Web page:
Personal Narrative Of A Pilgrimage To Al-Madinah & Meccah - Volume 1 of 2 - By Captain Sir Richard F. Burton




























 -  This was a necessary; to drink out of a tumbler,
possibly fresh from pig-eating lips, would have entailed a - Page 40
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This Was A Necessary; To Drink Out Of A Tumbler, Possibly Fresh From Pig-Eating Lips, Would Have Entailed A Certain Loss Of Reputation.

For bedding and furniture I had a coarse Persian rug-which, besides being couch, acted as chair, table, and

Oratory-a cotton-stuffed chintz-covered pillow, a blanket in case of cold, and a sheet, which did duty for tent and mosquito curtains in nights of heat.[FN#12] As shade is a convenience not always procurable, another necessary was a huge cotton umbrella of Eastern make, brightly yellow, suggesting the idea of an overgrown marigold. I had also a substantial housewife, the gift of a kind relative, Miss Elizabeth Stisted; it was a roll of canvas, carefully soiled, and garnished with needles and thread, cobblers' wax, buttons, and other such articles. These things were most useful in lands where tailors abound not; besides which, the sight of a man darning his coat or patching his slippers teems with pleasing ideas of humility. A dagger,[FN#13] a brass inkstand and pen-holder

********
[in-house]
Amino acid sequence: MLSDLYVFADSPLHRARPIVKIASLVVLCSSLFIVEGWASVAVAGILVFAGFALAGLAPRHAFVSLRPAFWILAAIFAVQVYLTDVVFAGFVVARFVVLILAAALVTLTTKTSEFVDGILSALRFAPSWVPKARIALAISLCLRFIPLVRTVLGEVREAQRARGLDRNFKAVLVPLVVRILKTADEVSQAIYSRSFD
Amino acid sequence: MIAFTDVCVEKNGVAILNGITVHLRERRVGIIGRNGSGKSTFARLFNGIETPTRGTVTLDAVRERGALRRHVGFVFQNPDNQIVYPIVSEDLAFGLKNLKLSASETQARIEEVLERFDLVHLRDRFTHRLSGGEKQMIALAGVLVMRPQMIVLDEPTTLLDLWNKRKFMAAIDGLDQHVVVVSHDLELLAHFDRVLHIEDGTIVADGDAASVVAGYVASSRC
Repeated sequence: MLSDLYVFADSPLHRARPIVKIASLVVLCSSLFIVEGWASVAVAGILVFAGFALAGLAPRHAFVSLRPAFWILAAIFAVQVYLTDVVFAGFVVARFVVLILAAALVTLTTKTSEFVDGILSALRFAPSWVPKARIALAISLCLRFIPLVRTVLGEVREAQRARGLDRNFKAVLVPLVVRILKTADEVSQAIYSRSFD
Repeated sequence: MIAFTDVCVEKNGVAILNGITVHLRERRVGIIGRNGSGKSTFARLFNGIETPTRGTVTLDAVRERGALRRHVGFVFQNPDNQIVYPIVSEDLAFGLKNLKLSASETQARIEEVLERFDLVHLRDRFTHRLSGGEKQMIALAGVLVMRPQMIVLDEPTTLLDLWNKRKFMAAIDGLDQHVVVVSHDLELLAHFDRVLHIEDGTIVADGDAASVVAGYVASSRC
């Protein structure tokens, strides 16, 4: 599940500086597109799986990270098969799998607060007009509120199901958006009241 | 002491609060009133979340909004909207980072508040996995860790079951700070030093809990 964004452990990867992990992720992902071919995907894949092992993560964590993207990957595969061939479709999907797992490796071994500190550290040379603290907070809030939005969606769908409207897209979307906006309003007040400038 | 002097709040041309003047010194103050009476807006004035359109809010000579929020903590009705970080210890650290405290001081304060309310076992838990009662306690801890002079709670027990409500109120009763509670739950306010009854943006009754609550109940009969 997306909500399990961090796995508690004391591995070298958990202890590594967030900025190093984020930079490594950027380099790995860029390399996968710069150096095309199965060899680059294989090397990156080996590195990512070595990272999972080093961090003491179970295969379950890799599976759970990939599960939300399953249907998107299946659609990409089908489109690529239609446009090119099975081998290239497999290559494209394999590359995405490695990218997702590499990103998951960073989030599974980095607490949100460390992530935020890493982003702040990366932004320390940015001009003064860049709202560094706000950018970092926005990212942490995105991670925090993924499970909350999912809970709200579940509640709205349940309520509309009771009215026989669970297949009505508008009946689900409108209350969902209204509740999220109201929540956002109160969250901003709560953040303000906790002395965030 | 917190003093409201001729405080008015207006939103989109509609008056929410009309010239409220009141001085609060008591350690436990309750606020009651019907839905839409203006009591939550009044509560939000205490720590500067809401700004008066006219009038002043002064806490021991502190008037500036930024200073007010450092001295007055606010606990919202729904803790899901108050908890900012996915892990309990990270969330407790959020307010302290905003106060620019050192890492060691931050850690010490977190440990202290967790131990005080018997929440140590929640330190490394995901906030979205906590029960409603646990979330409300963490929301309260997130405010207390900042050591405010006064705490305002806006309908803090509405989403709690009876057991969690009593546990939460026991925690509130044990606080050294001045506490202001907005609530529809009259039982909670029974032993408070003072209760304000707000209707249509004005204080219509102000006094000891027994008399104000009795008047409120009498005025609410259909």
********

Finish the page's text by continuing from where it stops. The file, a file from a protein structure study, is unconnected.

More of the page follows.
[p.25]stuck in the belt, and a mighty rosary, which on occasion might have been converted into a weapon of offence, completed my equipment. I must not omit to mention the proper method of carrying money, which in these lands should never be entrusted to box or bag. A common cotton purse secured in a breast pocket (for Egypt now abounds in that civilised animal, the pick-pocket!), contained silver pieces and small change.[FN#14] My gold, of which I carried twenty-five sovereigns, and papers, were committed to a substantial leathern belt of Maghrabi manufacture, made to be strapped round the waist under the dress.

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